David Stratton assesses The Immigrant
WE’RE a little spoiled for music documentaries at the moment.
The Academy of Motion Picture Arts and Sciences doesn’t always get it right but it has sniffed some kind of zeitgeist in its two most recent selections for Academy Awards. The rousing Motown backing singer documentary
20 Feet From Stardom was the category award winner this year, a year after Malik Bendjelloul’s discovery of a lost talent,
Searching for Sugar Man, won the gold-plated statue.
These days 20,000 Days on Earth, an original take on Australian star Nick Cave, is winning fans and we don’t need to go too far back to pluck another handful of rippers from the music documentary shelves, including Dave Grohl’s Sound City; Mistaken for
Strangers, Tom Berninger’s delightful look at his brother’s band, the National; or Alex Gibney’s Finding Fela!
Now we can throw Pulp: A Film About Life,
Death & Supermarkets into the mix too. This week’s release (M, eOne, 149min, $24.99) is a charmer. Florian Habicht’s chronicle of the British band’s re-formation for a farewell concert in Sheffield is a loving look at a decidedly dowdy, middle-aged band headed by a true pop star, Jarvis Cocker,
The film is not a tell-all or likely to rock the establishment. Rather it pieces together a scatty portrait of a band content enough to look back with a little wisdom and humour as it prepares to play one last, belated gig in its home town, Steel City.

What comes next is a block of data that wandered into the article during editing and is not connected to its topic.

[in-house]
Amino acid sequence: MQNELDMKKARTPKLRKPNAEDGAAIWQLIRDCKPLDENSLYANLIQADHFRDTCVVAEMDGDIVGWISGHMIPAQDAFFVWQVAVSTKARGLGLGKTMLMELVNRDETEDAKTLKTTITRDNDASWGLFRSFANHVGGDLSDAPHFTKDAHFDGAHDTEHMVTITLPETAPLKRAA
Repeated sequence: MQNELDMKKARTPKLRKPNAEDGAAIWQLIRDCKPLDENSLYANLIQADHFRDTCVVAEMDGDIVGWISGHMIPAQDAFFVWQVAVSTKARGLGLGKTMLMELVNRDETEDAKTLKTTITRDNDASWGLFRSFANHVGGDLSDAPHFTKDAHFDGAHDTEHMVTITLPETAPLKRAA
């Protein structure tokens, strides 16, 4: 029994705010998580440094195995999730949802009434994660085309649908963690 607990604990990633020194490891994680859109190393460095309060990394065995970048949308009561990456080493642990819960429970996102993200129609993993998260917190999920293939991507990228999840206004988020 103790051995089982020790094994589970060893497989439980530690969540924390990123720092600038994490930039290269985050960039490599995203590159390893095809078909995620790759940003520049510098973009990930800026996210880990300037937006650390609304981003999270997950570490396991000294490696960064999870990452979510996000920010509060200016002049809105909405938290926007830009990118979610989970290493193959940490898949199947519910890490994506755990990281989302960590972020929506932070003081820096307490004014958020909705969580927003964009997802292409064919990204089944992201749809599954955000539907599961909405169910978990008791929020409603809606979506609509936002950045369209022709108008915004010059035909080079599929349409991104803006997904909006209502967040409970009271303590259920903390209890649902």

Incredibly, Cocker, who continues to play the pop star as a BBC DJ and dapper manabout-the-UK, is overshadowed by the inhabitants of Sheffield in this film.
From the grinning newsstand proprietor to female fans who still thrill at Cocker’s gyrating, skinny hips and jiggling elbows, the old and young of Sheffield have a connection with the band. Some of them, including local dancers and singers, are even preparing to participate in Pulp’s final show, which Cocker describes as an act of “tidying up”.
Their observations are as witty and profound as anything Cocker delivers. One old darl professes to prefer Pulp to Blur because “they’ve got better words”.
Pulp’s connection to a town Cocker regularly referred to in his lyrics is reciprocated with pride and affection.
In finding terrific subjects on the street Habischt eschews assessing Pulp’s place in Britpop. The mid-to-late-1990s wave was all about Blur and Oasis, but Pulp was as significant. Its 1994 album His ‘n’ Hers arrived with Blur’s Parklife, signalling an era of guitars, socially insightful lyrics and excess. As Blur and Oasis hammered it out in the charts in 1995, Pulp stole the show at Glastonbury as a last-minute replacement for the Stone Roses.
This doco puts Pulp in its place: Sheffield. Delightfully so.